MYANMAR’S hopes of becoming Asia’s last frontier market would be realised only if the government could create a clear and transparent regulatory environment for attracting investment and financing the economy, according to Patrick Cooke, regional editor for Asia at Oxford Business Group (OBG), a global research and consultancy firm.
“It is imperative that the government devises a viable strategy to ensure its young population is equipped with the skills and entrepreneurial mindset required to shape the future economy,” he said.
Cooke said the nation must capitalise on its position between two emerging superpowers-China and India, without becoming beholden to either. He maintained optimism that Myanmar could become the fastest-growing economy in Asean in the coming years, despite a number of challenges.
In the latest edition of the “Business Barometer: OBG in Asean CEO Survey”, top executives from Myanmar were among the most pessimistic about the domestic tax environment. They were most negative about business transparency levels in Myanmar, similar to the perception of those from Vietnam.
On the other hand, CEOs from Vietnam, Malaysia and Thailand were more positive about their respective tax environments. Conducted on a face-to-face basis across a wide range of industries, the survey was designed to assess business sentiment amongst business leaders and their outlook for the next 12 months.
Cooke said the survey was conducted in six Asean countries_ Indonesia, the Philippines, Myanmar, Thailand, and Vietnam. Sixteen per cent of the companies surveyed were based in Myanmar while 12 per cent were based in Thailand. The study found investor sentiment buoyant in Asean, while China tops the list of trading partners for all six countries represented in the survey. Cooke however warned that external risks could derail Asean’s momentum, particularly as the world’s two biggest economies continue to impose anti-trade measures on each other.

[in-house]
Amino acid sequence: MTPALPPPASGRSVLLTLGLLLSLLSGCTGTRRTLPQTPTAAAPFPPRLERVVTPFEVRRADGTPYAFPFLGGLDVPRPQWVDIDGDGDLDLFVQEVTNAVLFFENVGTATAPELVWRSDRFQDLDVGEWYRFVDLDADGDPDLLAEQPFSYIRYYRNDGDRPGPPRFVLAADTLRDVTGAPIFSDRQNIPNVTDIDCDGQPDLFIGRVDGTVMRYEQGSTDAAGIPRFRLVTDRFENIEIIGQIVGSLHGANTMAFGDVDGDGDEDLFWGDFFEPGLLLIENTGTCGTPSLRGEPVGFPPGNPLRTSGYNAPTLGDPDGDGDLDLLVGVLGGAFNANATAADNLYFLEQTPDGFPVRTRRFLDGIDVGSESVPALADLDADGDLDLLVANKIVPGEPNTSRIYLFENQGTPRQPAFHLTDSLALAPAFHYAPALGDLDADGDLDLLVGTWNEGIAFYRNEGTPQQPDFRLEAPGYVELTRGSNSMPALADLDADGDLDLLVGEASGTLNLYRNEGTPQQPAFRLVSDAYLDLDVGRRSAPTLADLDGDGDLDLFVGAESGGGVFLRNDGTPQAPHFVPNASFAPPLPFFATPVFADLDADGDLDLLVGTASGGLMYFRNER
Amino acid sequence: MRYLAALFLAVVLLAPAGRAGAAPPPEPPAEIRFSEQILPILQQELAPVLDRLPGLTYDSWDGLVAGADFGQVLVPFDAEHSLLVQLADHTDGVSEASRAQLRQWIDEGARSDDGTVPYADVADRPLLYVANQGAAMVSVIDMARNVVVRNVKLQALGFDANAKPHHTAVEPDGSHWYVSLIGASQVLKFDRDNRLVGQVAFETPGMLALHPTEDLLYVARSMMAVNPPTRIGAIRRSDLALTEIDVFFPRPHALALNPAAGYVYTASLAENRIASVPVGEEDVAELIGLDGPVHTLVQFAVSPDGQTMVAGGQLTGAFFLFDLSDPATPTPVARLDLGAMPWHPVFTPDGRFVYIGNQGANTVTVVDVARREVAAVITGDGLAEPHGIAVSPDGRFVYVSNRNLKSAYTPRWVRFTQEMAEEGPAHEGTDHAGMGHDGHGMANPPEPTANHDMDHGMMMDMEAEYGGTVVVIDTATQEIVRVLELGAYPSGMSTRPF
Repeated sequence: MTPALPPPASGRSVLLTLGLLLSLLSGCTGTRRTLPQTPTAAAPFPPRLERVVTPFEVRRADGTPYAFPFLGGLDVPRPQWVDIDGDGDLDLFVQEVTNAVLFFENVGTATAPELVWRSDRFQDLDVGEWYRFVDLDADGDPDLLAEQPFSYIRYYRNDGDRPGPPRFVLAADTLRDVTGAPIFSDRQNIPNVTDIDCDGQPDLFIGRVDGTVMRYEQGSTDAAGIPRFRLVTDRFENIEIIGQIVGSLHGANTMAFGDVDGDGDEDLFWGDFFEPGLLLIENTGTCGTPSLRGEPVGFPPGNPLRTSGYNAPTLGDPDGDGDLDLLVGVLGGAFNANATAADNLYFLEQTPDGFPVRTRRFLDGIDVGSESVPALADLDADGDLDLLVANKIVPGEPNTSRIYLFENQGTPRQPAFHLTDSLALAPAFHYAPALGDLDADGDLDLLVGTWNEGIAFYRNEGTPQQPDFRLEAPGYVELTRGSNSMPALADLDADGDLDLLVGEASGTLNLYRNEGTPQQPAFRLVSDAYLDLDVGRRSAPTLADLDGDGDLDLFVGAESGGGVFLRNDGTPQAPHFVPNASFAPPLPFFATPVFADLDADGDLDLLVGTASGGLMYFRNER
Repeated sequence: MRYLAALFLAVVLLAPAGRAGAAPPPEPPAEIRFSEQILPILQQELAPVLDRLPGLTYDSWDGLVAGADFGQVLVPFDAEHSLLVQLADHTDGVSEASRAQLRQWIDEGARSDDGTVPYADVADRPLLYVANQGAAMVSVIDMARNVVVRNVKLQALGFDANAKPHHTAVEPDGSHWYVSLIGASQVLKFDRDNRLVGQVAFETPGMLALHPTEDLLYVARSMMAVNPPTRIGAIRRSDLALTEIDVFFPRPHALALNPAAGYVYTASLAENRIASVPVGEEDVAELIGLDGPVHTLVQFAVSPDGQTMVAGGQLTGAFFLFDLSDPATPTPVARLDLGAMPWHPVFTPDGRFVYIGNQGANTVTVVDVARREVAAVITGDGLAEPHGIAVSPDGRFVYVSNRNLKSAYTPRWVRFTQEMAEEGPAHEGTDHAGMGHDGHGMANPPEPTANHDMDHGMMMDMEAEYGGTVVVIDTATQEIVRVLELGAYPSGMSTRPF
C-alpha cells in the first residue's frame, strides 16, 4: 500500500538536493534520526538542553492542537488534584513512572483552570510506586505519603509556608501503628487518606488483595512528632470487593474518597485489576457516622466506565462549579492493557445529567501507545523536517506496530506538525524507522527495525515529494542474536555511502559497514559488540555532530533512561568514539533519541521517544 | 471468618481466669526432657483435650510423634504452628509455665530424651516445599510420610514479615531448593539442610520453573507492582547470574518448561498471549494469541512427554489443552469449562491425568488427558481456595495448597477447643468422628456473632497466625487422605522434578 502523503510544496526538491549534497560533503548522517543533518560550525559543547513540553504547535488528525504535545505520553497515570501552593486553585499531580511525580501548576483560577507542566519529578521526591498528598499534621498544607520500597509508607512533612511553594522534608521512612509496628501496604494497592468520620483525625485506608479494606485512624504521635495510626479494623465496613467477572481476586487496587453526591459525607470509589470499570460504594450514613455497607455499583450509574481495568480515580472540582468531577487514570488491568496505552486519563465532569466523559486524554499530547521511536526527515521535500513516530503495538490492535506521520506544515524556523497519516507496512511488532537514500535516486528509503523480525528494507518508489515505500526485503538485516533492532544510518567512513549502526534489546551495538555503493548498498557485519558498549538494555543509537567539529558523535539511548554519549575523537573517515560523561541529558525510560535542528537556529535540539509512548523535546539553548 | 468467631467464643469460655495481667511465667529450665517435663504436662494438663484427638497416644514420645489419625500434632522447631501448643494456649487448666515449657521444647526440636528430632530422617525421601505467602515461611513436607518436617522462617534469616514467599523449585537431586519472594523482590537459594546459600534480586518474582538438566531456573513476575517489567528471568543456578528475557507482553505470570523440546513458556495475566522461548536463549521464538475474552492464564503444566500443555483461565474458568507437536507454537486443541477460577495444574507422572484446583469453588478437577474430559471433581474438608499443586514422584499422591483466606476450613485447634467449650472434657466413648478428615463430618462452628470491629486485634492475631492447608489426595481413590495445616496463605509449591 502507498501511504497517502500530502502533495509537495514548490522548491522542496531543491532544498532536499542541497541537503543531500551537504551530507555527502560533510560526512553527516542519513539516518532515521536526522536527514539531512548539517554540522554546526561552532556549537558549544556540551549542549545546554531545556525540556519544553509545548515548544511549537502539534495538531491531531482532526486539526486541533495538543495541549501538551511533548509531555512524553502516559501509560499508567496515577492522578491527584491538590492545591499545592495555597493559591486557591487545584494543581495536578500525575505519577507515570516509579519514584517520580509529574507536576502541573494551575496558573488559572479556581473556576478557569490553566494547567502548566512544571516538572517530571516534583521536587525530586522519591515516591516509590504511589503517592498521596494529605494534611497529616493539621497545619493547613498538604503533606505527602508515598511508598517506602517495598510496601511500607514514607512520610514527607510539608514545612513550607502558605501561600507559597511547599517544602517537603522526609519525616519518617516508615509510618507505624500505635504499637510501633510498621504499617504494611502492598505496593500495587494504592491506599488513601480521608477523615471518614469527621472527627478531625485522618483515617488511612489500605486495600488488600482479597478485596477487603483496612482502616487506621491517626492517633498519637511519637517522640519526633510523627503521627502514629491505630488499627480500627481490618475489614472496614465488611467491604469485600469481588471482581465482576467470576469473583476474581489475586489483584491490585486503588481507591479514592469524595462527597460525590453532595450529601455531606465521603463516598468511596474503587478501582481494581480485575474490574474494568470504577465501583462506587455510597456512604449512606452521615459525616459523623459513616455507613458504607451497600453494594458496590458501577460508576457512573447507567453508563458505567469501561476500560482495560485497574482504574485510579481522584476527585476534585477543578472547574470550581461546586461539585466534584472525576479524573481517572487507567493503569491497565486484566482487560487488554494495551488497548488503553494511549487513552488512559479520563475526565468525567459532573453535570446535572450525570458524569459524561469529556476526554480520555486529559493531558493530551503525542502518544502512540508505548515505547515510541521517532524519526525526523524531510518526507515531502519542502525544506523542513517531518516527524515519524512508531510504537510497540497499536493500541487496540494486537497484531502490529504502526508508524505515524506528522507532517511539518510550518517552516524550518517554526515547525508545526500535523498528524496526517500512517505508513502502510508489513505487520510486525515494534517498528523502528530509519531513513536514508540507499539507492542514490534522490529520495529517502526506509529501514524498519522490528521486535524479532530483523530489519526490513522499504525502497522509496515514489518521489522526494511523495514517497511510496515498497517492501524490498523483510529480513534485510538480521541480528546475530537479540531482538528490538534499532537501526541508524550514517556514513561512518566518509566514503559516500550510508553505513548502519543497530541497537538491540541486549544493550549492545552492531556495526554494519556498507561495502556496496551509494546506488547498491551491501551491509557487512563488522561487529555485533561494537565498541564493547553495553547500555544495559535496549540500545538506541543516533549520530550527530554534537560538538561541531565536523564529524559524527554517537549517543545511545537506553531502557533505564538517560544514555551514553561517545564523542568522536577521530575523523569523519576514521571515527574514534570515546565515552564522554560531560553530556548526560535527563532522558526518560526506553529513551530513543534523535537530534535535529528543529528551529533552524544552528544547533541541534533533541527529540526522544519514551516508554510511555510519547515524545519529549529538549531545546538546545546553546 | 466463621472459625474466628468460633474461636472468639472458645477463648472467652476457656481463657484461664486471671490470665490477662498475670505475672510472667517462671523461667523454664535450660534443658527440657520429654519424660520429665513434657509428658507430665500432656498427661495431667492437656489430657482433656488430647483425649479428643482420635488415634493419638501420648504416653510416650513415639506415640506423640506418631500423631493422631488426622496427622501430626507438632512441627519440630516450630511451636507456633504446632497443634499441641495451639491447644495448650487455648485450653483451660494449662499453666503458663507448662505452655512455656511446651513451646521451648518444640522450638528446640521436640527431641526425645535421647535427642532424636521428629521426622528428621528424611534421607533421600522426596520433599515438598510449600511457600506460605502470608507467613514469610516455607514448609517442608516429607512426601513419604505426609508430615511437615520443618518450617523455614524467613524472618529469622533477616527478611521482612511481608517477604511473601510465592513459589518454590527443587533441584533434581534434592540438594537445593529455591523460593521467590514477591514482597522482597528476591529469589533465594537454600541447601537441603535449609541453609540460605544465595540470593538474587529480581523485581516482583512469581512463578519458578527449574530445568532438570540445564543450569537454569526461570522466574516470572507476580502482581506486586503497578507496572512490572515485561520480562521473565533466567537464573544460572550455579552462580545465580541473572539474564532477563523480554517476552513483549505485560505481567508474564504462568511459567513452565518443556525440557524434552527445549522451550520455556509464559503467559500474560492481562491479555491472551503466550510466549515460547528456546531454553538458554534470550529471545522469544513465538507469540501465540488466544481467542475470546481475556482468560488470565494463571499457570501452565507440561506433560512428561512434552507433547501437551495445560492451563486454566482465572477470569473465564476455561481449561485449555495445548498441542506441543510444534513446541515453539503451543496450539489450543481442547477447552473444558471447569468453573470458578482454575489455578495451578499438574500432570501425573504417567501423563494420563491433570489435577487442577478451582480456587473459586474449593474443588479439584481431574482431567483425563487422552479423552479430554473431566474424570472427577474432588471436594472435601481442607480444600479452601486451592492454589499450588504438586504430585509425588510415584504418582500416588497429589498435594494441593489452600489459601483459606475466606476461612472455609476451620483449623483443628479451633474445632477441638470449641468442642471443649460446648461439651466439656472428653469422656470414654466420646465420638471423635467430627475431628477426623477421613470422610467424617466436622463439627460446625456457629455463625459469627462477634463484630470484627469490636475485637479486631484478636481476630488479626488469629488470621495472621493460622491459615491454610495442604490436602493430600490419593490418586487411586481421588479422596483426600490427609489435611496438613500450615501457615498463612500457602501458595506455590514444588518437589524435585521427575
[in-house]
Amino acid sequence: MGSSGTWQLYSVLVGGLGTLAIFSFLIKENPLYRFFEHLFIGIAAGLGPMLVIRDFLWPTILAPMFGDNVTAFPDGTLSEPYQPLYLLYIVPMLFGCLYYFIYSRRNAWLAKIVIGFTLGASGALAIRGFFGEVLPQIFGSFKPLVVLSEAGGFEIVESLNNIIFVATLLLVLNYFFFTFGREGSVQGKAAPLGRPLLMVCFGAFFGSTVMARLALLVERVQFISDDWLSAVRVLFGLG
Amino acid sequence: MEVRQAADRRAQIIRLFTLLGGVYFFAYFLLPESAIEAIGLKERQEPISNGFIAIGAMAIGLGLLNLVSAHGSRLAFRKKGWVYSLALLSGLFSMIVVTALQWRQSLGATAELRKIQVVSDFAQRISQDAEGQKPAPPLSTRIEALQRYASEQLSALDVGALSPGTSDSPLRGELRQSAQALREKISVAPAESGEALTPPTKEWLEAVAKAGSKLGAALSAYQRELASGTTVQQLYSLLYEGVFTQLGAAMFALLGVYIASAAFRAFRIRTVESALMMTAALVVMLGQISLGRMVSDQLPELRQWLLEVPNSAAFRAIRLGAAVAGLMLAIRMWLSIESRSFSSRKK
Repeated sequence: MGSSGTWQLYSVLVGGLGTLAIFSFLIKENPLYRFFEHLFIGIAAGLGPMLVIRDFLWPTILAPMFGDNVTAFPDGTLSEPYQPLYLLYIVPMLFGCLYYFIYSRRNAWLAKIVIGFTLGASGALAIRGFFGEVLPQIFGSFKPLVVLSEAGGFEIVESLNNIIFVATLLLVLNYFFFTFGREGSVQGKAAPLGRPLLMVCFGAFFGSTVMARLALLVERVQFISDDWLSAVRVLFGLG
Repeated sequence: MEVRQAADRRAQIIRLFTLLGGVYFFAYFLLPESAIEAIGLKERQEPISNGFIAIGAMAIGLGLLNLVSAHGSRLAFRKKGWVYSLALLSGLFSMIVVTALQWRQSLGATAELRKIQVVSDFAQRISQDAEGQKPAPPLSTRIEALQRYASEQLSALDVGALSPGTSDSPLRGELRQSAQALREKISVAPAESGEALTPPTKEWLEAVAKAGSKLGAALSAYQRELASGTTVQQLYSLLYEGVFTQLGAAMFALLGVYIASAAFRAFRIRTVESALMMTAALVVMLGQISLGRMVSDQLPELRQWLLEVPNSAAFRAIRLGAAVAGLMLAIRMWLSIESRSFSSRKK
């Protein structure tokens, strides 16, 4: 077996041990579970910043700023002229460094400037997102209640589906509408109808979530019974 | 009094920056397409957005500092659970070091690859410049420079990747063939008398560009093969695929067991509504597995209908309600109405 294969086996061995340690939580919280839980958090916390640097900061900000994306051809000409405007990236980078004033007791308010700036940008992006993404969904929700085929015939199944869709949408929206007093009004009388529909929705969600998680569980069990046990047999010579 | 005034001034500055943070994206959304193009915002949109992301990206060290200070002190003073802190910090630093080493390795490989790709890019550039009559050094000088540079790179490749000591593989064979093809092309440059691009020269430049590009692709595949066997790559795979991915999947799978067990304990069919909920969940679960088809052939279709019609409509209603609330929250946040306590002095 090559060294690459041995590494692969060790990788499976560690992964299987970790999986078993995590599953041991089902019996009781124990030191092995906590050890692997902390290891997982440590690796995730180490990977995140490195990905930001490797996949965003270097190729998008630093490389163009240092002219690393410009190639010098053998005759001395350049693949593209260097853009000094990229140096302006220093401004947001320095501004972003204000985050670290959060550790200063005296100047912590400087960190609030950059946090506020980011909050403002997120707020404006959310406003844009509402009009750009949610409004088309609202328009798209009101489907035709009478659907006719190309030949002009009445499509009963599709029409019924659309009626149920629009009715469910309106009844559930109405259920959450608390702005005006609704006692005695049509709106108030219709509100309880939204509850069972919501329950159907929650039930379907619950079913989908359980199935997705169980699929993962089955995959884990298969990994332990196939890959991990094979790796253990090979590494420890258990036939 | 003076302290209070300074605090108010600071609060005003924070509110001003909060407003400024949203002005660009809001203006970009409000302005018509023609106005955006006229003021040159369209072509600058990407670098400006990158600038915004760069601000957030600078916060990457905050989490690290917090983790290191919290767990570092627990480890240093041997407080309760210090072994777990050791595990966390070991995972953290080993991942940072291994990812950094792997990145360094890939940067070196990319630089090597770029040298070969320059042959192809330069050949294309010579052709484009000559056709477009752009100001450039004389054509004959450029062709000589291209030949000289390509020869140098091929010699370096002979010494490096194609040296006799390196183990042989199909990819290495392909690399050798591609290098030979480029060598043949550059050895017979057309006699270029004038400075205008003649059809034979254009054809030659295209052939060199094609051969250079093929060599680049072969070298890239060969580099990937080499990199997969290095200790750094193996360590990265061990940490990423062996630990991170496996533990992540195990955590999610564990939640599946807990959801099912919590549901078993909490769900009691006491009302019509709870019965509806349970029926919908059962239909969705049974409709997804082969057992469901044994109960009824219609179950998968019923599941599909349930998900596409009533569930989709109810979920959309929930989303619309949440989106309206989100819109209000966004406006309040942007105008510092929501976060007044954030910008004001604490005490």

Earlier this year, OBG published its second Myanmar CEO Survey which described positive outlook for the economy by the nation’s C-suite executives. There, Myanmar companies stressed the importance of access to credit and skilled labour.
“Some 76 per cent of executives in our latest survey (in Myanmar) described access to credit as difficult or very difficult. To put that figure in context, just 37 per cent of executives in Indonesia and 21 per cent in the Philippines described credit access as difficult,” he said.
Cooke considers the lack of expertise and skills in Myanmar’s labour pool as another major concern for businesses.
“I hosted an investment forum in Yangon in September 2017 where local and international panellists frequently highlighted the urgent need to improve the education system and deepen the local talent pool,” he said.
“Although the government has launched a national education strategic plan that runs through 2021, questions remain over how it will meet the necessary funding requirements for large-scale reform.”
Earlier this month, OBG signed a memorandum of understanding with British Chamber of Commerce in Myanmar for its forthcoming publication on the nation’s business climate. Under the MoU, the chamber will contribute to the research for The Report: Myanmar 2019 due out in the coming months.
The report will map out key reforms that have been implemented with the aim of facilitating FDI, and will shine a spotlight on the areas of business that have expanded significantly on the back of capital inflows, such as the telecoms sector. It will also consider the challenges that investors eyeing Myanmar’s opportunities face, many of which are reflected in the country’s low rankings on both the Transparency International’s corruption perception and World Bank’s ease of doing business indexes.